You see, I’m not different than you—and I don’t even know you! I’m not different than you, because I was born with both talents and flaws, my circumstances have both given me wings and clipped them. I’m not different than you because I’m human, and so are you, and that means at some points it’s been really freaking awesome, and at some points it’s been…not that.

I’m human, and so are you, and that means that our species, our brethren? They have started wars and slaughtered millions, wasted this resource and poisoned that one, spread sickness and created weapons that cause it—they have enslaved and segregated and discriminated and hated for years, and years, and years.

I’m human, and so are you, and that means that our species, our brethren? They have withstood disasters both natural and synthetic, filtered water and cleaned air, flown in gigantic metal contraptions from here to there to stitch the wounds and cure the diseases of the man they never met—they have undergone enslavement and segregation and discrimination and hatred for years, and years, and years, and they have endured!

And I’m afraid to say that I wield that extraordinary power.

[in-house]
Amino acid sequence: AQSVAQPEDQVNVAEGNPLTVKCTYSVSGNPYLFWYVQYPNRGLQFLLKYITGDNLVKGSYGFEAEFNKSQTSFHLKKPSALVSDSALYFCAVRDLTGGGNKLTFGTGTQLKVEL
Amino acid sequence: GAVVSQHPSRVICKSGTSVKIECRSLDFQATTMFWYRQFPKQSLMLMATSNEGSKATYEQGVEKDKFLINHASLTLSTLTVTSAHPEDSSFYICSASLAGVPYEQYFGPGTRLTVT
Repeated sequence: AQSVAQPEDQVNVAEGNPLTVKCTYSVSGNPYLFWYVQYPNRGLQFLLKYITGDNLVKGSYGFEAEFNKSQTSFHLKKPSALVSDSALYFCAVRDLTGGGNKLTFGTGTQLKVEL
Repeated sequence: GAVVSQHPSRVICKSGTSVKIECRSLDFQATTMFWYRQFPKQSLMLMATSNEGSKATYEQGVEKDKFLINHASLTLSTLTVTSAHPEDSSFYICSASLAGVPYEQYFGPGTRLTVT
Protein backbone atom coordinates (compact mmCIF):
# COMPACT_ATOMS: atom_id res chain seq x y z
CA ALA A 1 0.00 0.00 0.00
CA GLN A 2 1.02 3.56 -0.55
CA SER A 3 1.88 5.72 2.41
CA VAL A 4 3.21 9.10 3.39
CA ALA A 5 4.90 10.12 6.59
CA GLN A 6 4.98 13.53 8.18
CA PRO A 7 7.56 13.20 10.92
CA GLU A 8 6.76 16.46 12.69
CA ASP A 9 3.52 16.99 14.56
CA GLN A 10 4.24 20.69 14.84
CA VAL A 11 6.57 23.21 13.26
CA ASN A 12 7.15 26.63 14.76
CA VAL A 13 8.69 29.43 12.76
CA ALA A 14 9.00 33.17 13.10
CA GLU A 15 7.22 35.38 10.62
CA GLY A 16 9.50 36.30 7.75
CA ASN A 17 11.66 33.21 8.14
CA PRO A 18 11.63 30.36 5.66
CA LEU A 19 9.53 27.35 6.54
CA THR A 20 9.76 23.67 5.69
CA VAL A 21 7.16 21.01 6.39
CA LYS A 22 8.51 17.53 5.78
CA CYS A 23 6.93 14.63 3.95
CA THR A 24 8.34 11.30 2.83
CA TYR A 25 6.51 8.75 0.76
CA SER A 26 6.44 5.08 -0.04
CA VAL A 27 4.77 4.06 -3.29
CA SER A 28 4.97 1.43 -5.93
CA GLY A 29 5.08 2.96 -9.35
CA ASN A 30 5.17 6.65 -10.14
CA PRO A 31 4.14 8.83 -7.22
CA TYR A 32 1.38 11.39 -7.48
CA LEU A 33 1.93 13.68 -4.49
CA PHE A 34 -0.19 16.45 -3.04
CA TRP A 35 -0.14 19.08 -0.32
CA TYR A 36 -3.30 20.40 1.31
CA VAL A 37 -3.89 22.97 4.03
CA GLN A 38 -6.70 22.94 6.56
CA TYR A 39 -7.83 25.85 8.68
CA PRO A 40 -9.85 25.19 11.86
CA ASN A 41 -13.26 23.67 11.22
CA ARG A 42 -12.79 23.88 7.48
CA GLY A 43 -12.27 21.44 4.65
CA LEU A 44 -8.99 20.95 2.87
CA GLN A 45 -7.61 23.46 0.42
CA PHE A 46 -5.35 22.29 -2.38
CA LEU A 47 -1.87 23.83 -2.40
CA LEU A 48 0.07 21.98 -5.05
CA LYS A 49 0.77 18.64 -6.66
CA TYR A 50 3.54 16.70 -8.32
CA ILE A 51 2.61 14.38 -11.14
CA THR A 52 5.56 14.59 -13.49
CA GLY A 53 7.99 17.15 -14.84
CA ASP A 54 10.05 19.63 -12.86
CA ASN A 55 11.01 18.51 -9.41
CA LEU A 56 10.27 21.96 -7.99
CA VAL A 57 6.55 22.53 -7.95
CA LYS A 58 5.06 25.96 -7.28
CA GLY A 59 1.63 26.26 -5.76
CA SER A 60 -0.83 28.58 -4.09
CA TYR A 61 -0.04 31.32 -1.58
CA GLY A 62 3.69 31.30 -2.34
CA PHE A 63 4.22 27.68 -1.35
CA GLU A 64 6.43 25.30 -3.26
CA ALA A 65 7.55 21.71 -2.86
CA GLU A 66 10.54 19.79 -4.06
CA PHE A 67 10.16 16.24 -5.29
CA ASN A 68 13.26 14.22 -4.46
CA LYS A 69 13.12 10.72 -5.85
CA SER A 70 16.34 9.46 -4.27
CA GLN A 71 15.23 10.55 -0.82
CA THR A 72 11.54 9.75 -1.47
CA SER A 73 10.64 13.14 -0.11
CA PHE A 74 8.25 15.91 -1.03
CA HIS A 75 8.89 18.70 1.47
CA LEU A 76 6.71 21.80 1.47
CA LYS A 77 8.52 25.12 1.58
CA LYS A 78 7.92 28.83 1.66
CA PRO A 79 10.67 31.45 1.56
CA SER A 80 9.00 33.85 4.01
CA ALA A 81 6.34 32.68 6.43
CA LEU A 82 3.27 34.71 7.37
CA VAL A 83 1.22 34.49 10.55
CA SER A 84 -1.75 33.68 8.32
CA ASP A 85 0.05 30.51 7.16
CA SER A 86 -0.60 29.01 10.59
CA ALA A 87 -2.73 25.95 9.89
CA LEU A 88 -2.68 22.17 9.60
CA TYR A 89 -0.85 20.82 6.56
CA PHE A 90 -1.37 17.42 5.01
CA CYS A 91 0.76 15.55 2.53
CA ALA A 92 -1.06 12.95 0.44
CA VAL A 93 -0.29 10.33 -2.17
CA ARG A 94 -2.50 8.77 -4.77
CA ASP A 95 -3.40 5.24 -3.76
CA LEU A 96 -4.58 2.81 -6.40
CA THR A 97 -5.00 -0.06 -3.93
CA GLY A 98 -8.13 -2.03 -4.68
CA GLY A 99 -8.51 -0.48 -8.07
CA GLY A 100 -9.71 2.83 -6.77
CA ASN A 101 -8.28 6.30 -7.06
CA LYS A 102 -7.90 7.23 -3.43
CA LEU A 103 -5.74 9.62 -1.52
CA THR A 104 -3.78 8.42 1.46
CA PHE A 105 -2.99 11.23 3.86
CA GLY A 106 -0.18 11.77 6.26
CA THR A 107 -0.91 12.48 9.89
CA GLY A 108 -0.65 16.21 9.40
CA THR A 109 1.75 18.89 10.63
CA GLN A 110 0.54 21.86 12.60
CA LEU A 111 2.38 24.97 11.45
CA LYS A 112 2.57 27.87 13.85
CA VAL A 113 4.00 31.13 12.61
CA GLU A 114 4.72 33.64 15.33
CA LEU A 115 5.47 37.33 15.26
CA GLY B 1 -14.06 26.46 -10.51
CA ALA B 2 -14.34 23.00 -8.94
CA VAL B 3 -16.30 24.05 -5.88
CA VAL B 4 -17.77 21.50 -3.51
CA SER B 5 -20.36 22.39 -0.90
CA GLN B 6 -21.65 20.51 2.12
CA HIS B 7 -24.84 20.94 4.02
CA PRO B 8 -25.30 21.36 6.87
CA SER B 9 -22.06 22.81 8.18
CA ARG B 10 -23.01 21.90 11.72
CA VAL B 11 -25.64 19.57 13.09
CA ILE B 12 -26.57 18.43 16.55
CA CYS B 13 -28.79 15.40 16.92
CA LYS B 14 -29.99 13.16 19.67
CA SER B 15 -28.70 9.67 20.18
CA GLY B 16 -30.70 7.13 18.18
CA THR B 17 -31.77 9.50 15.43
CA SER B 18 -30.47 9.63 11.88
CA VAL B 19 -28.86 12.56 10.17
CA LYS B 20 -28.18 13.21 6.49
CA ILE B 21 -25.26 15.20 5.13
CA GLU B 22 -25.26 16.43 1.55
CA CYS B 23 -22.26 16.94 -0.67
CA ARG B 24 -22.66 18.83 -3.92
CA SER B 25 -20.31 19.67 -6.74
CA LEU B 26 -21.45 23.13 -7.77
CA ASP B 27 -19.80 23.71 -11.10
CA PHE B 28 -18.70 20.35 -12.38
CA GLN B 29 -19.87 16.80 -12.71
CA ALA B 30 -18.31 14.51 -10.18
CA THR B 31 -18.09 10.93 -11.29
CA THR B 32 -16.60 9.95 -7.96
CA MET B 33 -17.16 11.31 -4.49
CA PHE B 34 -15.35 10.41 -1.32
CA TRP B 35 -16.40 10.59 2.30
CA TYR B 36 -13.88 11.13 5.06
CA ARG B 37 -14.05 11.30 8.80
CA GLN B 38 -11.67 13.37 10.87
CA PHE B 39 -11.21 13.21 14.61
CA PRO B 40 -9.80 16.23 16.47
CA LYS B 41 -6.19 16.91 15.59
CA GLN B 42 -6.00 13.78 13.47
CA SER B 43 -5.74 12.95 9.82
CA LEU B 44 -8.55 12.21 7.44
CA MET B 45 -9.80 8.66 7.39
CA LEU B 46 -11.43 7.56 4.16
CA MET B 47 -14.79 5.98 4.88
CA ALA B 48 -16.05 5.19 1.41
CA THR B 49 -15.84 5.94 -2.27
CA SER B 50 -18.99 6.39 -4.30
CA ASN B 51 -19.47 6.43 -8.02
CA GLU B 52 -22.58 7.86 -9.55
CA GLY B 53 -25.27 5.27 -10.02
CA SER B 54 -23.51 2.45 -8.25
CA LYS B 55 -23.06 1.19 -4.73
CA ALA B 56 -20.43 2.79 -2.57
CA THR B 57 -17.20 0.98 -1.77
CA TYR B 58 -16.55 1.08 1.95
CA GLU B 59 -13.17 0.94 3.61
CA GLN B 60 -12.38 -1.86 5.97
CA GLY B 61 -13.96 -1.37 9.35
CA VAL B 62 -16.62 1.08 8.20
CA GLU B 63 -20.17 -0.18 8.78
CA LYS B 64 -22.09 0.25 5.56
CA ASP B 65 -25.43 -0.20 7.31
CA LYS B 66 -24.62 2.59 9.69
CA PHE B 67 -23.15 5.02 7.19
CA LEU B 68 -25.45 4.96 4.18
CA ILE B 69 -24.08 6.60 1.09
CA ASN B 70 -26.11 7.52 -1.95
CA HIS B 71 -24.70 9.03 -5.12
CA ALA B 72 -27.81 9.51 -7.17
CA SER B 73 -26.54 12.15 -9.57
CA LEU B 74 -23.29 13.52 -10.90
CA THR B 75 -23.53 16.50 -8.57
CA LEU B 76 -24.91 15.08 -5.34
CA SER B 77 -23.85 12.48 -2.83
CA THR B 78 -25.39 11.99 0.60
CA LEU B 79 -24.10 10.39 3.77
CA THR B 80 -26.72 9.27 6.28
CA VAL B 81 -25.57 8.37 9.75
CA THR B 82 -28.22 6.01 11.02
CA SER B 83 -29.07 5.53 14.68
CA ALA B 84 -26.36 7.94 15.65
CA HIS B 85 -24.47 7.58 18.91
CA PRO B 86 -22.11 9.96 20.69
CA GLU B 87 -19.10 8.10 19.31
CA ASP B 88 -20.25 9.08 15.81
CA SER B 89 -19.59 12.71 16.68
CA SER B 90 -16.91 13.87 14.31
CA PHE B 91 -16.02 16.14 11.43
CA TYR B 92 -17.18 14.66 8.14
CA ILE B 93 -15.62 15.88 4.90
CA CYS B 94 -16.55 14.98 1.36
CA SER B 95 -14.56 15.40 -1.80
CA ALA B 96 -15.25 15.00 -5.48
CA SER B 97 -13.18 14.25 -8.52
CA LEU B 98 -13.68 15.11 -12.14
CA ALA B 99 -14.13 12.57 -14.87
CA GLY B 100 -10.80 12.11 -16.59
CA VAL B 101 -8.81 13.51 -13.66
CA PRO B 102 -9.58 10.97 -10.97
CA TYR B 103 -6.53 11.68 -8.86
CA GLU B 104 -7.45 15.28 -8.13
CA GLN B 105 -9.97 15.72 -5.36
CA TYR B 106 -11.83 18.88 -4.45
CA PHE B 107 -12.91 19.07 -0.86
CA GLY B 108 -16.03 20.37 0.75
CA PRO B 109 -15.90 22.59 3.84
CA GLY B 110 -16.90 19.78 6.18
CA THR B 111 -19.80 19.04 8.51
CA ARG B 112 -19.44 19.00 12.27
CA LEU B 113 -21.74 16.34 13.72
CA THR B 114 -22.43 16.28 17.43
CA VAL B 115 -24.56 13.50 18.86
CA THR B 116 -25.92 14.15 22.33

Because if I wield that power, then how dare wasted one second by holstering it, by living a day of my life as average? If I am man, than I can topple kings and move mountains, dam rivers and touch the moon, start a man’s heart and give him a new one too, so how dare I watch Netflix?! How dare I lean back on my chair and revile the state of politics, when within my mind is the discernment to identify the candidate who can galvanize my country, and within my heart is the passion to rally my cohort and support that cause?! How dare I demand that the poor be saved, when I give neither out of my pocket nor off my plate; how dare I insist that the environment be resurrected and education be improved and troops returned home when I have not actively devoted my congenital, radical, inexhaustible humanity to those pursuits?!

My immeasurable power terrifies me. My light, not my darkness, frightens me. But what really scares the living daylights out of me is how much I’ve wasted it—how often I’ve fallen asleep, bubbling over with an immeasurable amount of unused power.

I told you that I’m afraid to say ‘I’m responsible.’ Well, I’m much more afraid to tell you ‘I’m irresponsible.’ I’ve wasted time, squandered energy, and left my half-used power out on the kitchen counter like a gallon of milk—and it has expired.

I’m afraid to say that I’m irresponsible, but I’m pretty gosh darn pumped to inform you that, while I’m irresponsible…I won’t be for long.